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The 3Qs of Confocal Laser Scanning Microscopy
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The 3Qs of Confocal Laser Scanning Microscopy

Confocal laser scanning microscopy (CLSM) is a tool which enables us to obtain very high-resolution images and reconstruct 3-D images of the subject. The principles for CLSM microscopy was developed by Marvin Minsky in 1953 but it was not until 1980s that it became an industry standard for live cell imaging. Until the 1980s researchers were using traditional imaging techniques like differential interface contrast (DIC), Hoffman modulation contrast (HMC), and widefield fluorescent microscopy.

 

 


Human skin cells under Confocal Microscope
Blue – Nucleus, Green – Actin filaments, Red – Tubulin
(Source: https://goo.gl/UG9V8m)

 

In CLSM, a laser spot from a pinhole is focused on the specimen and is scanned on the entire sample and this spot forms a reflected epi-fluorescence image back on the original pinhole. The scanning of the specimen generally is done in raster patterns which makes the process relatively slow and an increase in zoom factor further slows down the process. While scanning for longer time periods the intensity of the laser should be reduced just as a precaution to avoid phototoxicity and bleaching effects. Any out of focus image means that the fluorescent light is not reflected back correctly. We can decrease the size of a pinhole to avoid any interference and increase the signal-to-noise ratio of the fluorophores from the target.

The highlight of this imaging technique is that it can produce blur-free images of thick specimens without much background interference as compared to other live imaging techniques like wide-field fluorescent microscopy where the resolution and detailing is interfered by the background in thicker samples. Unlike other techniques, the images are not projected through the eye-piece rather they are taken point to point and then reconstructed in the computer.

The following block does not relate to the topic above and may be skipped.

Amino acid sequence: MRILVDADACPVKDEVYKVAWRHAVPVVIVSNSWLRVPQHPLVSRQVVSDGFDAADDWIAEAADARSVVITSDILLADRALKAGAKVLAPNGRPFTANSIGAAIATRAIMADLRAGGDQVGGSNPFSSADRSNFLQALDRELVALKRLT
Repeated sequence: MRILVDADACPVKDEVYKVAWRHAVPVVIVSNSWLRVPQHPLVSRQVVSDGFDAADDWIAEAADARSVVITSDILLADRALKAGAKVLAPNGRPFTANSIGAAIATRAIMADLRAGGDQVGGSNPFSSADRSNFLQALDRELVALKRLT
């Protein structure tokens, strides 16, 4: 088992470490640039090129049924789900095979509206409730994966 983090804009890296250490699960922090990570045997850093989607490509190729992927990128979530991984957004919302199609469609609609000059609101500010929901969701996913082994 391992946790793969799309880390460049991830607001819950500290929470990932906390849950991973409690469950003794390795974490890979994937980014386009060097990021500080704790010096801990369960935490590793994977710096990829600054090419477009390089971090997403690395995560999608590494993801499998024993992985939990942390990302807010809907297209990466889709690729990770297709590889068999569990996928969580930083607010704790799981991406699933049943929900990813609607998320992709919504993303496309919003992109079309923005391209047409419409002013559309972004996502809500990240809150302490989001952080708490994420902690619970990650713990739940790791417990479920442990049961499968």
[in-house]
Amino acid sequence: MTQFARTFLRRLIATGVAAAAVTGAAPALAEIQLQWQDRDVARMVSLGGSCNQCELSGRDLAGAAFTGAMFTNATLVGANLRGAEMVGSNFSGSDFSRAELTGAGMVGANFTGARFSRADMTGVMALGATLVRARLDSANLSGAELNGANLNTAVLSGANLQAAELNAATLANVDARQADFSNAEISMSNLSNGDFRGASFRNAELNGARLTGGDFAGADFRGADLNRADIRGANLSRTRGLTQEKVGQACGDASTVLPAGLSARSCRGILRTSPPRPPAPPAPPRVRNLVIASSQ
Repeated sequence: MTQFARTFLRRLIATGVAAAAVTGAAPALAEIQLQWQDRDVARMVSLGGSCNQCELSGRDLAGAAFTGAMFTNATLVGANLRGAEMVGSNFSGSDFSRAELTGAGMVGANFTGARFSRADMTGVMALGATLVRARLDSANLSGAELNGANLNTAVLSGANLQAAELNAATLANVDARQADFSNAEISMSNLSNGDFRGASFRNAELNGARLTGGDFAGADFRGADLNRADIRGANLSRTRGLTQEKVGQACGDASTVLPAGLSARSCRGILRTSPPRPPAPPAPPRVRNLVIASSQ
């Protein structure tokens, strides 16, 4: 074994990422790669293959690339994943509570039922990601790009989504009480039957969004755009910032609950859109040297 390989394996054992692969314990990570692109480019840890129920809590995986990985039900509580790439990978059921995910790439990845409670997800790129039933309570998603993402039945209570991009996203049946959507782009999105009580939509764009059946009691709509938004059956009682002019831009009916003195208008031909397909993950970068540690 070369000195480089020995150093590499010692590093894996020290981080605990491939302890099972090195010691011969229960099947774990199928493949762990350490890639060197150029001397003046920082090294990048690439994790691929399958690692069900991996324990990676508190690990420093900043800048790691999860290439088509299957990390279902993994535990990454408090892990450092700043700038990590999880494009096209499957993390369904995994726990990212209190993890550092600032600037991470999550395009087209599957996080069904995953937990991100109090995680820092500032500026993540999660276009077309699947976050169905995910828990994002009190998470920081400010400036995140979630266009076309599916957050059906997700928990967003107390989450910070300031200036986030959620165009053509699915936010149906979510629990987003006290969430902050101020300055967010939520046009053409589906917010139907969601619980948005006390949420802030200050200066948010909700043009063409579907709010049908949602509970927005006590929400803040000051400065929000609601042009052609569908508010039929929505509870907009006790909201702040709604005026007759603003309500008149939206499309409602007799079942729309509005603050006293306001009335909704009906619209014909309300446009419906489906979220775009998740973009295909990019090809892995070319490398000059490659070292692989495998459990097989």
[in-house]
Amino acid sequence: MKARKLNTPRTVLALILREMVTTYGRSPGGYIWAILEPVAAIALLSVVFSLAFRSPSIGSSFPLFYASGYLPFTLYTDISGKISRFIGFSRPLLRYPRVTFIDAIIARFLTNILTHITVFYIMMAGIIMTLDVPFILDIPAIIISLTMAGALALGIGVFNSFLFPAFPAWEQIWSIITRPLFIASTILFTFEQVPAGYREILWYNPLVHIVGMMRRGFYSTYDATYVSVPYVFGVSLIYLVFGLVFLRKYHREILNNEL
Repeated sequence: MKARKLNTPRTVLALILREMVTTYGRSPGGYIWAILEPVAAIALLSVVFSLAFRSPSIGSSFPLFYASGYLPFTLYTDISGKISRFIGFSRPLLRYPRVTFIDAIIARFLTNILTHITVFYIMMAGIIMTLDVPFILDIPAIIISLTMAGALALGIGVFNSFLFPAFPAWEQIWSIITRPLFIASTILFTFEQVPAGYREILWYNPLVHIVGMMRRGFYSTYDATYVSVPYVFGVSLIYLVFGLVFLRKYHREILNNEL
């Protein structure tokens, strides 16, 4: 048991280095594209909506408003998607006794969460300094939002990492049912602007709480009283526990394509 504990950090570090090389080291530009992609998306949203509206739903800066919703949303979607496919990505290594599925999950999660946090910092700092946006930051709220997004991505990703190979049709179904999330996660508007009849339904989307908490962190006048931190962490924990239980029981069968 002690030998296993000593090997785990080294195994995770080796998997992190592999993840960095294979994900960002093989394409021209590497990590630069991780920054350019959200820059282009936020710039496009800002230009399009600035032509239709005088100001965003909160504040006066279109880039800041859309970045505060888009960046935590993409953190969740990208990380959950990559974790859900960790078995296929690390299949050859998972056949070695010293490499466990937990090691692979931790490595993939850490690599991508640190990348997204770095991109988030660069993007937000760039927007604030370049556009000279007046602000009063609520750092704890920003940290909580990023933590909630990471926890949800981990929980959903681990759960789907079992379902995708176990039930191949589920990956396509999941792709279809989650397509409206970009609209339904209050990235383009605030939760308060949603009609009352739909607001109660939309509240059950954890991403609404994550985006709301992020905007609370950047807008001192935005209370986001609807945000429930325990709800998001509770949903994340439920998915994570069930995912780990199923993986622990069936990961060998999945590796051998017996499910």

CLSM gives us an opportunity for noninvasive, direct imaging of thick living samples with a minimum of sample preparation. The use of fluorescent dyes can affect the sample as they can be toxic for the cells especially during imaging for long durations. But CLSM works on the principle of point excitation and point detection of the signal thus the actual dye concentration required is reduced.

CLSM is an industry standard now in the field of live cell imaging of biological samples and is also now being used in the imaging of nano-crystal. In medicine CLSM is used in the evaluation of various disease, enabling immediate diagnostics. The possibility of using CLSM for endoscopy is also being researched. In the pharmaceutical industry, CLSM is used to study thin film forms and also to study drug distribution and the effect of drugs on living cells.

In the coming years, it is expected that super-resolution microscopes will dominate the microscopy market. One such emerging technique is stimulated emission depletion microscopy (STED) which is a variant of confocal microscopy. STED uses a donut-shaped depletion beam surrounding a smaller excitation beam to achieve an axial resolution lower than 50 nanometers. In this technique, the fluorescence due to the excited molecules at the periphery of a scanned spot is inhibited as this technique uses synchronized laser pulses and spatially coordinated circular STED pulses are used to deplete emission. STED imaging is generally used where high resolution of the specimen is required.

 

References:
1] http://zeiss-campus.magnet.fsu.edu/articles/livecellimaging/index.html
2] Fellers TJ, Davidson MW (2007). “Introduction to Confocal Microscopy”. Olympus Fluoview Resource Center. National High Magnetic Field Laboratory. Retrieved 2007-07-25
3] Pawley JB (editor) (2006). Handbook of Biological Confocal Microscopy (3rd ed.). Berlin: Springer. ISBN 0-387-25921-X.
4] Juan Carlos Stockert, Alfonso Blázquez-Castro (2017). “Chapter 6 Fluorescence Instrumental and Techniques”. Fluorescence Microscopy in Life Sciences. Bentham Science Publishers. pp. 180–184. ISBN 978-1-68108-519-7. Retrieved 24 December 2017.

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